The High Court of Australia in Canberra has dismissed an appeal by 34 film and television companies, led by Roadshow Films, against internet service provider (ISP) iiNet over alleged copyright infringement.
In its ruling, the High Court observed that iiNet had not authorised the infringement by its customers of the appellants' copyright in commercially released films and television programs.
The High Court also found that iiNet had no direct technical power to prevent its customers from using the BitTorrent system to infringe copyright in the appellants' films.
“The extent of iiNet's power to prevent its customers from infringing the appellants' copyright was limited to an indirect power to terminate its contractual relationship with its customers,” read a statement from the High Court.
The case dates back to 2009 when the media consortium took iiNet to court after claiming it had authorised users to download pirated material over the internet.
The Australian Federation Against Copyright Theft (AFACT), on behalf of the consortium served notices on iiNet alleging that its customers had infringed copyright in the appellants' films, and required iiNet to take action to prevent the infringements from continuing.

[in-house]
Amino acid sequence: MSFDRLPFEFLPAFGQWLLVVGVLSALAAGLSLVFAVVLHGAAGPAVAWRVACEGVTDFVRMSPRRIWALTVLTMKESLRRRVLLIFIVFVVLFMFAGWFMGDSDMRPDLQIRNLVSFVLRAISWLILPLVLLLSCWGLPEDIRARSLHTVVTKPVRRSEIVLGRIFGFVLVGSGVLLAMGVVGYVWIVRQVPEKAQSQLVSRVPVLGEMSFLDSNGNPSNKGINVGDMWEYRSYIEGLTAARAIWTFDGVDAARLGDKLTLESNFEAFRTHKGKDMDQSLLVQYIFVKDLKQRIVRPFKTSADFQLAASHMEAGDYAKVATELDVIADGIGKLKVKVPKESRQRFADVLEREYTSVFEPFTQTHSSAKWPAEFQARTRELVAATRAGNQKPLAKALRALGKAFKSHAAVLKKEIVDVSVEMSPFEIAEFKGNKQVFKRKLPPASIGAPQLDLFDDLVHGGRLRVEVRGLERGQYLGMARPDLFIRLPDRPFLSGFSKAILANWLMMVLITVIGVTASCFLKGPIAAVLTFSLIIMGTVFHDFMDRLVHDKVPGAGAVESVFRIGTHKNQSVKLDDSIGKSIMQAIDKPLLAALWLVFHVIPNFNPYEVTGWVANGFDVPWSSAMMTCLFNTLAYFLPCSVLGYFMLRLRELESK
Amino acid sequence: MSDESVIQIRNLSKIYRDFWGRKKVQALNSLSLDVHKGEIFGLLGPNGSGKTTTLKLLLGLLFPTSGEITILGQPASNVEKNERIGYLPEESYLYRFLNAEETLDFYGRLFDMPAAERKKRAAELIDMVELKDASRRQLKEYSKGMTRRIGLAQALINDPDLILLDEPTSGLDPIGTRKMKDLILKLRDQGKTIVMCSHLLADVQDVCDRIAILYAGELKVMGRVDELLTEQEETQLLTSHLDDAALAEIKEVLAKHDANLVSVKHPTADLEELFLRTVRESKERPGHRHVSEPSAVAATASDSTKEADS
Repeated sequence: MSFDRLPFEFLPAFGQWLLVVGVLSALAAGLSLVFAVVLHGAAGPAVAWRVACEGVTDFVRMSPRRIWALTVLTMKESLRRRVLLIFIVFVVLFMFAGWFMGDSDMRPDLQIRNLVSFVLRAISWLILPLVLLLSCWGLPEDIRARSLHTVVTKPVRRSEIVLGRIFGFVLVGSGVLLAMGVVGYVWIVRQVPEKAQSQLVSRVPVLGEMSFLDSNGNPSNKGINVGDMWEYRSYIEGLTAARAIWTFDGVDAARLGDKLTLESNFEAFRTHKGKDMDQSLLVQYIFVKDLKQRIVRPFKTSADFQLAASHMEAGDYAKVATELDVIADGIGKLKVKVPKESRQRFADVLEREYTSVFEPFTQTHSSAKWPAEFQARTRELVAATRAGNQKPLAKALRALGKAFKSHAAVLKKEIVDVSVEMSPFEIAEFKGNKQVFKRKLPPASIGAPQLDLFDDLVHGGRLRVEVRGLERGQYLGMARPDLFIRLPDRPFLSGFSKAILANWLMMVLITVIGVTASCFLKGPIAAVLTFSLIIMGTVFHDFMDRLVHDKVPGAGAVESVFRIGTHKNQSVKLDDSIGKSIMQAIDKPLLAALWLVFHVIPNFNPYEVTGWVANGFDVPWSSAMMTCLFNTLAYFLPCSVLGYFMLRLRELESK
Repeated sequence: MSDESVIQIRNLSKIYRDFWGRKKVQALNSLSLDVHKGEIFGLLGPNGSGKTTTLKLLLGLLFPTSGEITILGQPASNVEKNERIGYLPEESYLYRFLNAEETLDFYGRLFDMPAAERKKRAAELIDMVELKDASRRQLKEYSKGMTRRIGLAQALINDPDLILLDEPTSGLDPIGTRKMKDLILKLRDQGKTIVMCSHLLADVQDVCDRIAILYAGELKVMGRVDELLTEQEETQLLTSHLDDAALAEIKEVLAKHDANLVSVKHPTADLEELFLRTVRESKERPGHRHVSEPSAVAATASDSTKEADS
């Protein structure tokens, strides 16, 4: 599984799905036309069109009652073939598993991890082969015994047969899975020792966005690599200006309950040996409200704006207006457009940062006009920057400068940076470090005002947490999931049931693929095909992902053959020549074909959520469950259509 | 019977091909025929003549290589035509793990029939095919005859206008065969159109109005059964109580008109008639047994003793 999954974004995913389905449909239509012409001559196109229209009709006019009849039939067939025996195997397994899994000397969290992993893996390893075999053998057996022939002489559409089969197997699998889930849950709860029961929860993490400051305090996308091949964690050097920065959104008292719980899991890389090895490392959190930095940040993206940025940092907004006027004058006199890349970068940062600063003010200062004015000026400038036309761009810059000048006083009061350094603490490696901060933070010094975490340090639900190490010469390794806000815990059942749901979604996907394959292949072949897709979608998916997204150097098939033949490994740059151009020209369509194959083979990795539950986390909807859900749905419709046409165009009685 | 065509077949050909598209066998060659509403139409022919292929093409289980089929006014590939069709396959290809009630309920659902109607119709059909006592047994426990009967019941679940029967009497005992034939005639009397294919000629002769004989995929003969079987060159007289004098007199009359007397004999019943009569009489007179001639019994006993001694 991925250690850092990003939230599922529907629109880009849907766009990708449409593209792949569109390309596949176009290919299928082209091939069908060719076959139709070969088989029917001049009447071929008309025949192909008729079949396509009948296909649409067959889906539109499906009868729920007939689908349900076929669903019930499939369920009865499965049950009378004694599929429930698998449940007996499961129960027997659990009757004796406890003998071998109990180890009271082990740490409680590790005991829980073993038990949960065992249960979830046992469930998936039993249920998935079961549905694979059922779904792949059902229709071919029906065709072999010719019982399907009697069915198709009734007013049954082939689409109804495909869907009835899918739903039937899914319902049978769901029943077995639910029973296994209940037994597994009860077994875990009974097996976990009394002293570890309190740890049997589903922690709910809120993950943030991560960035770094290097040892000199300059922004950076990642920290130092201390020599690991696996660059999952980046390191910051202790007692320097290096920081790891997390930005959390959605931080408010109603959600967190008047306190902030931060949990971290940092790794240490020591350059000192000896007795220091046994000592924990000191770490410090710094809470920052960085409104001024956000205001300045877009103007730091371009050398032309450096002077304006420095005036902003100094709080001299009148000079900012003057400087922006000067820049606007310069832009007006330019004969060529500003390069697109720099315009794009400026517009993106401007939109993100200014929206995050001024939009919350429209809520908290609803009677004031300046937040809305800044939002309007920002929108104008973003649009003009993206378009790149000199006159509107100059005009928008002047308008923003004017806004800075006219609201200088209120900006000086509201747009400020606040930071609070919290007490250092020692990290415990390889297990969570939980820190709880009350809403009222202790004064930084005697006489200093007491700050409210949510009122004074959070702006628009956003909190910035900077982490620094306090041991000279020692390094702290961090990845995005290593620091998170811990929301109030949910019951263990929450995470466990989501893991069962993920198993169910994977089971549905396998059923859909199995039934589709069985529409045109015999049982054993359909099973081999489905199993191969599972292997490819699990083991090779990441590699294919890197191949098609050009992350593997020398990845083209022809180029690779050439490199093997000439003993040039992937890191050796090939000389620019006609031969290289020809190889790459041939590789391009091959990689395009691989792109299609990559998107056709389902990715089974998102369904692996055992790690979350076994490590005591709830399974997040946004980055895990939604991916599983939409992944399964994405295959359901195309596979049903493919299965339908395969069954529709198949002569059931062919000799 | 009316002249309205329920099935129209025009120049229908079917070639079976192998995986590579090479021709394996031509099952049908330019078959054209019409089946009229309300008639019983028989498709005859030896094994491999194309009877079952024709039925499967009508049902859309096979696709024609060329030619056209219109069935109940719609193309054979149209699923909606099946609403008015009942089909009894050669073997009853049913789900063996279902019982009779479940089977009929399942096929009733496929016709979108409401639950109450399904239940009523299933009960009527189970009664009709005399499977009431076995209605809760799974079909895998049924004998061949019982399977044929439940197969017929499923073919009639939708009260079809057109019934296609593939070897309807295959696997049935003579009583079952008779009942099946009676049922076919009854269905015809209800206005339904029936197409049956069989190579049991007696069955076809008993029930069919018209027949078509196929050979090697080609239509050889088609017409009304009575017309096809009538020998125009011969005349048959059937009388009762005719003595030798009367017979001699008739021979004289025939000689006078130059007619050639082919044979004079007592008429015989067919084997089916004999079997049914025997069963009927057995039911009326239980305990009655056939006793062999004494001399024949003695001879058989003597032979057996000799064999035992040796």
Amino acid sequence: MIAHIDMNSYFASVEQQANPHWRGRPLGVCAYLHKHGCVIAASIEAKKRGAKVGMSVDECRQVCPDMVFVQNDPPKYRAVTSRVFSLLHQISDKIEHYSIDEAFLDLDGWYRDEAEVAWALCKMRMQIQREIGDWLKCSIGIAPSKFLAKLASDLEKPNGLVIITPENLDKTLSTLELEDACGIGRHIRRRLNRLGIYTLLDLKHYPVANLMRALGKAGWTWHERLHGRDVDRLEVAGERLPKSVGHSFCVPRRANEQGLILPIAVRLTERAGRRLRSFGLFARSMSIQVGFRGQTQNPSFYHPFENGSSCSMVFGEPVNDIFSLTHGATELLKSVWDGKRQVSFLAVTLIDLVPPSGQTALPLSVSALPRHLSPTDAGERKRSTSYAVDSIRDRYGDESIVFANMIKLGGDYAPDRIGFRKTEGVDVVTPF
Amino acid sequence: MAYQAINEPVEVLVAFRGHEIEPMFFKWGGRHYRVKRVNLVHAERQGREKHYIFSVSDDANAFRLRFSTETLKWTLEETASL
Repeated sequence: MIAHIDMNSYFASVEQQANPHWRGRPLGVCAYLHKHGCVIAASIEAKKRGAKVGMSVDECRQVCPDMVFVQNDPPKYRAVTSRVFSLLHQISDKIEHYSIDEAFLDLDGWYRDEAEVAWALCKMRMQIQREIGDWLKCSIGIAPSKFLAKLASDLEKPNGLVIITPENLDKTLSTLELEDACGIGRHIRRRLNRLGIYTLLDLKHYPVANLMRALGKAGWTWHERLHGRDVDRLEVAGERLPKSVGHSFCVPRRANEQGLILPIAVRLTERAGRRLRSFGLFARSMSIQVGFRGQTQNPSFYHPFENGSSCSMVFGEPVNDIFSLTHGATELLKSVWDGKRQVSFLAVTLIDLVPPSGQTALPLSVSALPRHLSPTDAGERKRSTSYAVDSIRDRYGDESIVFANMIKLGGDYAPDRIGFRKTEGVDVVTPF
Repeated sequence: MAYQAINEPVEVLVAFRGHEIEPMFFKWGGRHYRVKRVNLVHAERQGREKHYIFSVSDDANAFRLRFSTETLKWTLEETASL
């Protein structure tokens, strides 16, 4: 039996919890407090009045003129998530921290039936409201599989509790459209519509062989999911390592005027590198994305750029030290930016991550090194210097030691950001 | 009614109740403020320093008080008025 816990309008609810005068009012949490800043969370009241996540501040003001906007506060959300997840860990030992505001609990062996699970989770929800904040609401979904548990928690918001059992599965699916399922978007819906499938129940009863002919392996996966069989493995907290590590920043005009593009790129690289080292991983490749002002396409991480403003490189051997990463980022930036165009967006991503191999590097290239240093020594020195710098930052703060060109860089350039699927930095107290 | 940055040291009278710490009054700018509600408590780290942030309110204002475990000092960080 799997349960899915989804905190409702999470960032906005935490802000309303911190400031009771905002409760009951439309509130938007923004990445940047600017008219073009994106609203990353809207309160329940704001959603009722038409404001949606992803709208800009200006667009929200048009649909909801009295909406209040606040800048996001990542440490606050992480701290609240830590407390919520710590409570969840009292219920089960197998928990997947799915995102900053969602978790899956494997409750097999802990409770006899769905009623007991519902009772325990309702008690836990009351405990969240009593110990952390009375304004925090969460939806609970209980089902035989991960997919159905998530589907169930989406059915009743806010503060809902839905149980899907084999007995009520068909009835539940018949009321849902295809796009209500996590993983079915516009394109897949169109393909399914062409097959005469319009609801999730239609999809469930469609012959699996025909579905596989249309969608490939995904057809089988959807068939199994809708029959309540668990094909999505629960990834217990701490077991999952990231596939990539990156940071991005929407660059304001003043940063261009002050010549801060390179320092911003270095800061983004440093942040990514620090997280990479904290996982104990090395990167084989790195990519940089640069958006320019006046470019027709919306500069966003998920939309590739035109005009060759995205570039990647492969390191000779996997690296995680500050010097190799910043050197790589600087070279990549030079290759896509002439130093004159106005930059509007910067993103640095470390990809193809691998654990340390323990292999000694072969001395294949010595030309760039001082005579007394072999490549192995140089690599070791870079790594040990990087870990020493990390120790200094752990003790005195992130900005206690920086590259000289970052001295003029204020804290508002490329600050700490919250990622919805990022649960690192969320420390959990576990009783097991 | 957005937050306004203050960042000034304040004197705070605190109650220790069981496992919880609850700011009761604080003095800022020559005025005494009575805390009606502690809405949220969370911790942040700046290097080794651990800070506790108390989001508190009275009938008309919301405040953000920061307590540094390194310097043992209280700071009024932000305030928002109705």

The High Court maintained the information contained in the AFACT notices, as and when they were served, did not provide iiNet with a reasonable basis for sending warning notices to individual customers containing threats to suspend or terminate those customers.
The original decision was dismissed in the Federal Court in Sydney on 4 February, 2010 by Justice Cowdroy.
In his ruling, Cowdroy said, "the mere provision of access to the internet is not an authorisation of infringement" and that the notification scheme proposed by AFACT, which included the possibility of account suspension or termination for repeat infringers, was not reasonable.
The consortium appealed to the Full Court of the Federal Court. The Full Court, by majority, dismissed the appeal.
The appellants were granted special leave to appeal to the High Court, where they argued that the majority of the Full Court had not correctly applied sections 101(1) and 101(1A) of the Copyright Act 1968.
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